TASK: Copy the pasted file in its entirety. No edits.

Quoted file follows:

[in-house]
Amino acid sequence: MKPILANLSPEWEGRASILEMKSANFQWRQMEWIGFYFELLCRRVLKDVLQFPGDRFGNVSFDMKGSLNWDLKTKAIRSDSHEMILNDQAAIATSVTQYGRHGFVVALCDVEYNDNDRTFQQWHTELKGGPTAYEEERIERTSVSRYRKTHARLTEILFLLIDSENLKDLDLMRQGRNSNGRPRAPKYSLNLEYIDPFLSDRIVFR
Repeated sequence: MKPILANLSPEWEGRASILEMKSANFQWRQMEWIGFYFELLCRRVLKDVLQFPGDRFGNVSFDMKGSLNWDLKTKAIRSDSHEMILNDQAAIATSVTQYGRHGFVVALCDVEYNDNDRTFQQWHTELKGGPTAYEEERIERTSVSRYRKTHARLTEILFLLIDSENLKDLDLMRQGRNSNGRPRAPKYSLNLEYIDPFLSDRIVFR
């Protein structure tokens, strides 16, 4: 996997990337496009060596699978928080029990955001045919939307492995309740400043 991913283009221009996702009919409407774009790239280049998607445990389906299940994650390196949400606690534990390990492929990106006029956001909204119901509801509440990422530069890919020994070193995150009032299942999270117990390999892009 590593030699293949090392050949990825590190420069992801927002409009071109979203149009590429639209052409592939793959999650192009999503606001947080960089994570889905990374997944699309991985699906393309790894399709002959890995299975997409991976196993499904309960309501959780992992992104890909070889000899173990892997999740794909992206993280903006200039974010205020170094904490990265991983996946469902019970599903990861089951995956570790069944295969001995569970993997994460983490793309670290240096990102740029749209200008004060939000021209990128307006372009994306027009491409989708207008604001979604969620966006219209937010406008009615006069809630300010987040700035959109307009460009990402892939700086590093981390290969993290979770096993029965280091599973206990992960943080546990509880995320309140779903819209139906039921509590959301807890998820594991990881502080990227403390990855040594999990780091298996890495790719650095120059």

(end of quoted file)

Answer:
[in-house]
Amino acid sequence: MKPILANLSPEWEGRASILEMKSANFQWRQMEWIGFYFELLCRRVLKDVLQFPGDRFGNVSFDMKGSLNWDLKTKAIRSDSHEMILNDQAAIATSVTQYGRHGFVVALCDVEYNDNDRTFQQWHTELKGGPTAYEEERIERTSVSRYRKTHARLTEILFLLIDSENLKDLDLMRQGRNSNGRPRAPKYSLNLEYIDPFLSDRIVFR
Repeated sequence: MKPILANLSPEWEGRASILEMKSANFQWRQMEWIGFYFELLCRRVLKDVLQFPGDRFGNVSFDMKGSLNWDLKTKAIRSDSHEMILNDQAAIATSVTQYGRHGFVVALCDVEYNDNDRTFQQWHTELKGGPTAYEEERIERTSVSRYRKTHARLTEILFLLIDSENLKDLDLMRQGRNSNGRPRAPKYSLNLEYIDPFLSDRIVFR
């Protein structure tokens, strides 16, 4: 996997990337496009060596699978928080029990955001045919939307492995309740400043 991913283009221009996702009919409407774009790239280049998607445990389906299940994650390196949400606690534990390990492929990106006029956001909204119901509801509440990422530069890919020994070193995150009032299942999270117990390999892009 590593030699293949090392050949990825590190420069992801927002409009071109979203149009590429639209052409592939793959999650192009999503606001947080960089994570889905990374997944699309991985699906393309790894399709002959890995299975997409991976196993499904309960309501959780992992992104890909070889000899173990892997999740794909992206993280903006200039974010205020170094904490990265991983996946469902019970599903990861089951995956570790069944295969001995569970993997994460983490793309670290240096990102740029749209200008004060939000021209990128307006372009994306027009491409989708207008604001979604969620966006219209937010406008009615006069809630300010987040700035959109307009460009990402892939700086590093981390290969993290979770096993029965280091599973206990992960943080546990509880995320309140779903819209139906039921509590959301807890998820594991990881502080990227403390990855040594999990780091298996890495790719650095120059």